I’ve been thinking about the evolution of writing tools over the course of my career. With the dizzying array of programs, apps, and web-sites, writers have unprecedented access to tools, training, and research. Technology has fundamentally changed the way we write. But as anyone who’s read a fairy tail knows, you can’t always trust Leprechauns, Genies, or Rumplestiltskin. Wishes granted aren’t always wishes fulfilled.

I perfectly understand how easy it is to become enamored with shiny new tools and toys while forgetting the grunt work. Whether it’s obsessing over finding the best pen (I’m looking at you Parker Sonnet fountain pen), the best notebook (I love Leuchtturm 1917s!), or the best word processor (hello Scrivener and Ulysses), we are drawn to finding the perfect tool to magically make the act of writing feel more natural.

But as they say when they paraphrase Francis Bacon: Technology is a great servant but a bad master. Don’t let the “magic of the new” rule your writing. Use it wisely. Use it efficiently. But never mistake technology for work.

Back in my typewriter college days I insisted those newfangled computer things were nothing but trouble. I remember Tiffany Corgan losing her entire senior thesis when a thunderstorm knocked out both of recently installed campus computers. Game. Set. Match.

Then a year later, I became acquainted with the office’s old Apple Macintosh at my first job out of school, its glowing monochrome gently ushering me into a new technological future filled with easy corrections and (almost) effortless dot-matrix printing.

Since then, I’ve seen so many iterations of Windows, Macs, and even a few Linuxes. I’ve seen flip phones become proto-smart phones become release after release of iPhones. With every technological stride, with every new piece of hardware, with every software innovation, I bought into the promise of easier writing. However, as is usually the case with tricksters, each next-best-thing makes the elusive pot of gold that much sparkly-er and harder to grab.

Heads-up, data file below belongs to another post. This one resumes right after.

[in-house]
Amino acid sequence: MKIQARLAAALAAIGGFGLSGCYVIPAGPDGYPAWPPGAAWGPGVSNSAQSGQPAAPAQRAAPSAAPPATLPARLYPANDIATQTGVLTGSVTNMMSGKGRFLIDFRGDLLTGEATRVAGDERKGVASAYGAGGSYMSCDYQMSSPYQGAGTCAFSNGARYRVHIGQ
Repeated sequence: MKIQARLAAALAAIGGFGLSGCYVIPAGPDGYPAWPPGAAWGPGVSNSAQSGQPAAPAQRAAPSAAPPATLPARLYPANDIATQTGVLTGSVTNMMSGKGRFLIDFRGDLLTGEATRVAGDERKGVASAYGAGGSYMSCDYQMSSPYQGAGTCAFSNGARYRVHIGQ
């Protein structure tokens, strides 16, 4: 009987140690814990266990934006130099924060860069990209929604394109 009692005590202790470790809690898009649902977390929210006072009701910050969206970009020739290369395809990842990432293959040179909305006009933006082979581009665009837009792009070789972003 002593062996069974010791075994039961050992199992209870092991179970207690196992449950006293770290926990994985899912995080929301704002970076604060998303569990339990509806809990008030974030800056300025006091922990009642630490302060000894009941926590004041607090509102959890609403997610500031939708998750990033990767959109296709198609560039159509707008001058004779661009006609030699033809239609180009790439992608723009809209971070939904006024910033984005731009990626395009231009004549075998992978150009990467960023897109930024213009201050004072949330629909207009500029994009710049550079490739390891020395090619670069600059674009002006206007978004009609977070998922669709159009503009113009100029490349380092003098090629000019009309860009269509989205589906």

While process and mechanics may improve, the simple act of putting one word after another remains constant. This is why technology’s siren song can easily shipwreck us on the rocks. We are seduced into focusing on how the next major release or long-anticipated update will finally be The One to solve our problems. But we are looking at it all wrong. Our problem isn’t how we record our words, but rather how we craft them.

Now before I start hearing words like “Luddite” or “Gutenberg Hater,” I want to say I am not anti-technology. Anything which can free up our mind to spend more effort on stringing words together gets a big thumbs-up from me. But I have to be very conscious to not get swept up in finding the definitive device or app–and the definitive ones after those–at the expense of just sitting down and writing. By all means, make technology your servant. Just don’t let it become your master.

For as long as John can remember, creativity has percolated through his life. From his young-boy days of recording off-the-cuff "radio plays" on an old Sears portable cassette recorder to starting his own photography business to playing tin whistle in a Pogues/Waterboys cover band to writing two novels in search of a publisher, John has delighted in all endeavors creative. Even a 20+ year detour into the nine-to-five world of not-for-profit education and outreach couldn't deter him from seeing the beauty in everyday moments and easily-overlooked details. Finding art in the mundane is his daily quest and one which can produce some extraordinary truths. Most recently, John taught creative writing to elementary and high school students, edited a daily newsletter for employees of a major pet food company, and completed photography on a second cookbook. During the in-between moments, he's researching and writing a book on "everyday creativity." And moderating two Inked Voices groups. And contributing to the Inked Voices blog. And creating new prompts for the ImPROMPTu group. And....

Inked Voices helps writers find community, motivation and feedback to fuel their writing process.

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